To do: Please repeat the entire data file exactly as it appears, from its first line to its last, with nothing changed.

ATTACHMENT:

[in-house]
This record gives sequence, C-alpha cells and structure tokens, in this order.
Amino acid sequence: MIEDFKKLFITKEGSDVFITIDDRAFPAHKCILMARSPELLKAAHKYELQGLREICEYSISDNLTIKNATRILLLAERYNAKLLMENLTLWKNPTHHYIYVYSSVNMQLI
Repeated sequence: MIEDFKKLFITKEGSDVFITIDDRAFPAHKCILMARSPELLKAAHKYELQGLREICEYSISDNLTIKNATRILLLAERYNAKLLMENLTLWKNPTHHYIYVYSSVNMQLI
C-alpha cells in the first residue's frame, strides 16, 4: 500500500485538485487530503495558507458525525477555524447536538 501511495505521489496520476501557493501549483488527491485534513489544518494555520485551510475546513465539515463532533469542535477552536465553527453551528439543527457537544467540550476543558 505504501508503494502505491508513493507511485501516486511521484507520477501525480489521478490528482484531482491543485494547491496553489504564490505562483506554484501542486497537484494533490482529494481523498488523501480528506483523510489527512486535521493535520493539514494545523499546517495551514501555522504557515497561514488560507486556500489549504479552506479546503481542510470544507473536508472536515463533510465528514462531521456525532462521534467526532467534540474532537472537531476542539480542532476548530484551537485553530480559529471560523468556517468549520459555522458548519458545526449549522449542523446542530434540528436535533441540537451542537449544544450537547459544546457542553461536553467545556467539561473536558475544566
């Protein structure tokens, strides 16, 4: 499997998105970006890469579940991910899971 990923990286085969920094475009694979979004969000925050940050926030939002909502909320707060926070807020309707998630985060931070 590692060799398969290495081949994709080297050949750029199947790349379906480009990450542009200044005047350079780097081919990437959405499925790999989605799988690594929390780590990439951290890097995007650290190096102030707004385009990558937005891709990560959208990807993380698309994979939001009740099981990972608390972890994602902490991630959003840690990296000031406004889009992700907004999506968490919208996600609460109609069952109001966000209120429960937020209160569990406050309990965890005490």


[in-house]
This record gives sequence, C-alpha cells and structure tokens, in this order.
Amino acid sequence: MIEDFKKLFITKEGSDVFITIDDRAFPAHKCILMARSPELLKAAHKYELQGLREICEYSISDNLTIKNATRILLLAERYNAKLLMENLTLWKNPTHHYIYVYSSVNMQLI
Repeated sequence: MIEDFKKLFITKEGSDVFITIDDRAFPAHKCILMARSPELLKAAHKYELQGLREICEYSISDNLTIKNATRILLLAERYNAKLLMENLTLWKNPTHHYIYVYSSVNMQLI
C-alpha cells in the first residue's frame, strides 16, 4: 500500500485538485487530503495558507458525525477555524447536538 501511495505521489496520476501557493501549483488527491485534513489544518494555520485551510475546513465539515463532533469542535477552536465553527453551528439543527457537544467540550476543558 505504501508503494502505491508513493507511485501516486511521484507520477501525480489521478490528482484531482491543485494547491496553489504564490505562483506554484501542486497537484494533490482529494481523498488523501480528506483523510489527512486535521493535520493539514494545523499546517495551514501555522504557515497561514488560507486556500489549504479552506479546503481542510470544507473536508472536515463533510465528514462531521456525532462521534467526532467534540474532537472537531476542539480542532476548530484551537485553530480559529471560523468556517468549520459555522458548519458545526449549522449542523446542530434540528436535533441540537451542537449544544450537547459544546457542553461536553467545556467539561473536558475544566
């Protein structure tokens, strides 16, 4: 499997998105970006890469579940991910899971 990923990286085969920094475009694979979004969000925050940050926030939002909502909320707060926070807020309707998630985060931070 590692060799398969290495081949994709080297050949750029199947790349379906480009990450542009200044005047350079780097081919990437959405499925790999989605799988690594929390780590990439951290890097995007650290190096102030707004385009990558937005891709990560959208990807993380698309994979939001009740099981990972608390972890994602902490991630959003840690990296000031406004889009992700907004999506968490919208996600609460109609069952109001966000209120429960937020209160569990406050309990965890005490």